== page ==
“I did NOT enjoy staying in Lahore… I would NOT want to visit Pakistan again”

 “I did NOT enjoy staying in Lahore… I would NOT want to visit Pakistan again”

Escape From Pakistan is written by Debora Ann Shea

Sukriti Tankha

India continues to maintain its independent state thanks to the sacrifices made by many officers, some of who still remain unknown to the world. One such unsung officer is Commodore Jack Shea. Then a Naval Attache, Jack Shea was chosen for a mission to bring home safely the First Secretary at the High Commission, feared being booked for espionage in Karachi a few months before the 1965 Indo–Pak war. While he managed to bring the family back to New Delhi safe by cargo ship, he himself landed into deep trouble, was battered and thrashed, and lay in coma for months in a hospital in Karachi.
His daughter Debora Ann Shea has written a detailed account of her father’s life in Pakistan, in her debut book Escape From Pakistan (Penguin, 224 pages). We catch up with the author to know more:

In Acknowledgements, you write that “this book is an outcome of years of research, interaction and delving into the inner recesses of my mind”. How challenging was it?
It took me four years to put the book together. Two years of writing, one year of editing it, and writing and re -writing some chapters. It was not easy to write because the incidents happened more than five decades back. My brain had consciously pushed these memories to the deepest recesses of my mind. I chose not to remember incidents of my father’s tenure in Pakistan, because it was too traumatic and painful. While writing the book I had to visit areas in my mind that were painful and disturbing. There were times when my hand would just refuse to write. I would go through weeks of not being able to write. I had to gently cajole myself, persuade myself, pamper myself., surround myself with flowers, light aromatic candles, coax myself to start writing again. And then very reluctantly, I started writing again. To make it easier for myself, I set myself a target of writing two pages daily. And when I had written two pages it was a relief and so I was able to overcome the phobia associated with the memories of Pakistan.

How tough was it to revisit those day?
Like I said I had pushed the memory of all the incidents that took place in Pakistan to the innermost recesses of my mind. It was very difficult to return to those memories and recall all that had happened.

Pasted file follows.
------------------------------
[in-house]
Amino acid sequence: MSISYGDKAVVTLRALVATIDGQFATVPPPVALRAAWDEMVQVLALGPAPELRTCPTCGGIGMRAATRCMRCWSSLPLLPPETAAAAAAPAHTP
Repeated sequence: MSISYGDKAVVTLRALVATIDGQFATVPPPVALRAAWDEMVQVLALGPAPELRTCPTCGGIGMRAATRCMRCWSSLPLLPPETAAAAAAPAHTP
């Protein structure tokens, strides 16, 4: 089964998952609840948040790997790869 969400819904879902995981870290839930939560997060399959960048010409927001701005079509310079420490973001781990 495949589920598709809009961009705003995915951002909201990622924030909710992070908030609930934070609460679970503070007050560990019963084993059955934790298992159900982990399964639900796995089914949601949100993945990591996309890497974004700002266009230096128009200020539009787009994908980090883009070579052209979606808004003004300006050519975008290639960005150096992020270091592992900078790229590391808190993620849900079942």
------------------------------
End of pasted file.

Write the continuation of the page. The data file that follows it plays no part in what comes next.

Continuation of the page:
What role did your mother play in this entire story?
She played the role of the anchor of the ship, in our lives. She was the one who stood strong when everything was falling apart around her. Alone, terrified, unprotected, in a hostile country, she stood like a Goddess and protected her husband from the jaws of death as he lay unconscious in a Pakistani Hospital. She looked after and nurtured her young children during those difficult times, and ensured that they were safe and comfortable. She kept everything together under hostile circumstances and ensured a recovery for my father and a safe return for the family to India under her watch.

Any thoughts on getting this ‘unbelievable’ story to the screen? Have any producers-directors approached you yet?
There have been a few people who have shown an interest in converting the book into a movie. But nothing has materialised yet.

What is your take on Pakistan then and Pakistan now?
Pakistan “then” and Pakistan “now” remains much the same. I visited Lahore in 2004, when my family and friends were visiting Lahore to witness the World Cup match between India and Pakistan. I remember Lahore being very similar to Karachi, which I remembered as a child. It did not show much development, and had very poor infrastructure. The common people are markedly poor and below the poverty line. There are very few signs of economic development.

Did you feel nostalgic by any account?
There was no nostalgia and I did not enjoy staying in Lahore. The memories of the past haunted me and I could not put the hostilities I had suffered as a child out of my mind. It was not a pleasant experience and I would not want to visit Pakistan again.

How was the overall experience of writing?
It was emotionally draining. After the book was published, it took me months to unwind and calm myself. It was an exhausting experience.




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